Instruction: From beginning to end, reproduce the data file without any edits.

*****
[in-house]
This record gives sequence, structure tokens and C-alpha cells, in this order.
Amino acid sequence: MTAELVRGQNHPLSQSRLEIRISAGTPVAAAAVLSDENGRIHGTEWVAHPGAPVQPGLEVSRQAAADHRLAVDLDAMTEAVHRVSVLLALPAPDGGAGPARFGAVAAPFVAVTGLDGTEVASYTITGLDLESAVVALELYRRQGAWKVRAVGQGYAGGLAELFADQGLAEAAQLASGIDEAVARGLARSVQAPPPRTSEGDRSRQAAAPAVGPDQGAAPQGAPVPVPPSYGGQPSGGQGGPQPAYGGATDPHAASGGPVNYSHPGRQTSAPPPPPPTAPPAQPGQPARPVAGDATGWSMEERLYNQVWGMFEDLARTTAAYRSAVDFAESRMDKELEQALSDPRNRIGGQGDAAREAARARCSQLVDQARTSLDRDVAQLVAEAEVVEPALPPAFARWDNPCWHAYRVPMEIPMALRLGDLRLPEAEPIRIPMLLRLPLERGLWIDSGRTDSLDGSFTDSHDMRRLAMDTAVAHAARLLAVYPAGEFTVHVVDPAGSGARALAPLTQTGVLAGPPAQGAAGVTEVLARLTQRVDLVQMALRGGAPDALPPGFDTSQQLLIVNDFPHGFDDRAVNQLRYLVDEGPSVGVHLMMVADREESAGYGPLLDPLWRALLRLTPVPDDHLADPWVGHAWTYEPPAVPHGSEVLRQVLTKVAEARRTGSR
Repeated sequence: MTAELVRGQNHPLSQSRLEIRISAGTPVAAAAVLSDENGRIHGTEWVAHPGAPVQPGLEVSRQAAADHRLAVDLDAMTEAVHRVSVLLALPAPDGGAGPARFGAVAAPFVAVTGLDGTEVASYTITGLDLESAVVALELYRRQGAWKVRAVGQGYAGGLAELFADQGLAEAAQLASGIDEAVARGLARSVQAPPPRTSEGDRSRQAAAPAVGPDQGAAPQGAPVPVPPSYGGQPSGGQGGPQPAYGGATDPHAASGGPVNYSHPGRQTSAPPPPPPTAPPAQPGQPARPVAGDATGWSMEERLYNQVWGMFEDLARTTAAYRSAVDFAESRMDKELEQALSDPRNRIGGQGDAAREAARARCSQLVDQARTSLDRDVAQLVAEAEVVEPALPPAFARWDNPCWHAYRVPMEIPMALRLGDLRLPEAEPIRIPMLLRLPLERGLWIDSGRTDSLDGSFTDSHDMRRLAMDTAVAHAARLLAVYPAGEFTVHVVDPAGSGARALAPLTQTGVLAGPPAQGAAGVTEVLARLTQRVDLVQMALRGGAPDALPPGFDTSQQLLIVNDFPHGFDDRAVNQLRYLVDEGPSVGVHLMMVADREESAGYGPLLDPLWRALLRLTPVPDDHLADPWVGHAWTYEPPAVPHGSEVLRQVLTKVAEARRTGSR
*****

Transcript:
[in-house]
This record gives sequence, structure tokens and C-alpha cells, in this order.
Amino acid sequence: MTAELVRGQNHPLSQSRLEIRISAGTPVAAAAVLSDENGRIHGTEWVAHPGAPVQPGLEVSRQAAADHRLAVDLDAMTEAVHRVSVLLALPAPDGGAGPARFGAVAAPFVAVTGLDGTEVASYTITGLDLESAVVALELYRRQGAWKVRAVGQGYAGGLAELFADQGLAEAAQLASGIDEAVARGLARSVQAPPPRTSEGDRSRQAAAPAVGPDQGAAPQGAPVPVPPSYGGQPSGGQGGPQPAYGGATDPHAASGGPVNYSHPGRQTSAPPPPPPTAPPAQPGQPARPVAGDATGWSMEERLYNQVWGMFEDLARTTAAYRSAVDFAESRMDKELEQALSDPRNRIGGQGDAAREAARARCSQLVDQARTSLDRDVAQLVAEAEVVEPALPPAFARWDNPCWHAYRVPMEIPMALRLGDLRLPEAEPIRIPMLLRLPLERGLWIDSGRTDSLDGSFTDSHDMRRLAMDTAVAHAARLLAVYPAGEFTVHVVDPAGSGARALAPLTQTGVLAGPPAQGAAGVTEVLARLTQRVDLVQMALRGGAPDALPPGFDTSQQLLIVNDFPHGFDDRAVNQLRYLVDEGPSVGVHLMMVADREESAGYGPLLDPLWRALLRLTPVPDDHLADPWVGHAWTYEPPAVPHGSEVLRQVLTKVAEARRTGSR
Repeated sequence: MTAELVRGQNHPLSQSRLEIRISAGTPVAAAAVLSDENGRIHGTEWVAHPGAPVQPGLEVSRQAAADHRLAVDLDAMTEAVHRVSVLLALPAPDGGAGPARFGAVAAPFVAVTGLDGTEVASYTITGLDLESAVVALELYRRQGAWKVRAVGQGYAGGLAELFADQGLAEAAQLASGIDEAVARGLARSVQAPPPRTSEGDRSRQAAAPAVGPDQGAAPQGAPVPVPPSYGGQPSGGQGGPQPAYGGATDPHAASGGPVNYSHPGRQTSAPPPPPPTAPPAQPGQPARPVAGDATGWSMEERLYNQVWGMFEDLARTTAAYRSAVDFAESRMDKELEQALSDPRNRIGGQGDAAREAARARCSQLVDQARTSLDRDVAQLVAEAEVVEPALPPAFARWDNPCWHAYRVPMEIPMALRLGDLRLPEAEPIRIPMLLRLPLERGLWIDSGRTDSLDGSFTDSHDMRRLAMDTAVAHAARLLAVYPAGEFTVHVVDPAGSGARALAPLTQTGVLAGPPAQGAAGVTEVLARLTQRVDLVQMALRGGAPDALPPGFDTSQQLLIVNDFPHGFDDRAVNQLRYLVDEGPSVGVHLMMVADREESAGYGPLLDPLWRALLRLTPVPDDHLADPWVGHAWTYEPPAVPHGSEVLRQVLTKVAEARRTGSR